In something that seems out of a sci-fi movie, an environmental group is looking to repair the Great Barrier Reef in Australia by using electricity to accelerate coral growth.
As first reported by New Scientist, the group will be using a method called Reef Ecologic and will conduct a test trial to see if the technique will work. The technology uses steel frames and passing electricity through them to stimulate the growth of coral.
This is not the first time the technology has been used as the Caribbean, Indian Ocean, and South Easia Asia Sea has all seen electrical stimulation to boost coral health.
The low-voltage direct current interacts with the minerals in the seawater and causes solid limestone to grow on the structure. The technology calls on the principles of electrolysis, where the electric current causes a chemical reaction to occur which wouldn’t happen without the added boost.
The first trial is already taking place along the Great Barrier Reef around 60 miles north of Cairns. This area was one of the most negatively impacted by coral bleaching in 2016 and 2017 where more than 50% of reef was lost.
The death of the coral comes from bleaching which takes when warmer water temperatures cause corals to expel the algae (zooxanthellae) living in their tissues causing the coral to turn completely white. When a coral bleaches, it is not dead. Corals can survive a bleaching event, but they are under more stress and are subject to mortality.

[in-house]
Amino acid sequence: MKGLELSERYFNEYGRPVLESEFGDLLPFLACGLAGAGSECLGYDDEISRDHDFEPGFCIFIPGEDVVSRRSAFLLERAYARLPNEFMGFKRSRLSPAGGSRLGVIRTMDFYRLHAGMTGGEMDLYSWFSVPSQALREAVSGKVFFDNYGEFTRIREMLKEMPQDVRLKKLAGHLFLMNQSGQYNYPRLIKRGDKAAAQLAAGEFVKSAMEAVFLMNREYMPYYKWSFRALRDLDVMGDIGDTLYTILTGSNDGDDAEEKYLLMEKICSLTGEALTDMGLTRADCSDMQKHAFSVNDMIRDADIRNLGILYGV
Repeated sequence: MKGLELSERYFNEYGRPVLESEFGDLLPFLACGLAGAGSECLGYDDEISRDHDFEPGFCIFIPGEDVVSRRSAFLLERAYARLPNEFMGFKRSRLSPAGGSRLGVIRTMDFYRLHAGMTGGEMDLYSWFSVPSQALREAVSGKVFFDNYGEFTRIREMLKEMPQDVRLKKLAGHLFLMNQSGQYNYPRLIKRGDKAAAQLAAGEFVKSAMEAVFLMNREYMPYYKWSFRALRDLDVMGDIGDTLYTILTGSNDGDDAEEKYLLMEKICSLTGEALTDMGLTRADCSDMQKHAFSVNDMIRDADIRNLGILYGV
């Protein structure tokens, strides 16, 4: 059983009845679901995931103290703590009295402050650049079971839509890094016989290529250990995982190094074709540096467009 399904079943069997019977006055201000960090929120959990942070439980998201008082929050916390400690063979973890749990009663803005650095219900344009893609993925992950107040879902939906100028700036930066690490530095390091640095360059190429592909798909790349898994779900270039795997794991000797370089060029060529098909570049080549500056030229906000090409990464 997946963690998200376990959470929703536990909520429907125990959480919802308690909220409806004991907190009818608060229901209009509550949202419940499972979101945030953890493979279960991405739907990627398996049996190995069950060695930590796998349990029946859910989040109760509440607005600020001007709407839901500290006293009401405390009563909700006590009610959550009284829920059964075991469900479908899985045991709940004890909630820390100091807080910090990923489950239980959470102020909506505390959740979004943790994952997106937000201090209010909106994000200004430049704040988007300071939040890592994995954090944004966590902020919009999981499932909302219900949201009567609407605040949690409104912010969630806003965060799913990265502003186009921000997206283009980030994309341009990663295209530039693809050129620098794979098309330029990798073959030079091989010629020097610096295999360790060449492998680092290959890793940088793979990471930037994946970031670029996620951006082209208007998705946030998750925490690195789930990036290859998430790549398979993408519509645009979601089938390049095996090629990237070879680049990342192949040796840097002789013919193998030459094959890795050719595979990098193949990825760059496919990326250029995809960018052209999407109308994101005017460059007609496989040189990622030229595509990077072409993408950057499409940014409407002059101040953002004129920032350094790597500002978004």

The currents involved in biorock technology are not harmful to humans or any marine organisms but the technology does face challenges. Running low-voltage power to open ocean is extremely challenging although solar and tidal power has allowed for the growth of the technology.
While we are very hopeful of the outcome that the system may have in helping to restore coral reefs around the world, there is very little evidence to show the effectiveness. One thing is for certain, we will be excitingly waiting the results in hope that the results will help coral.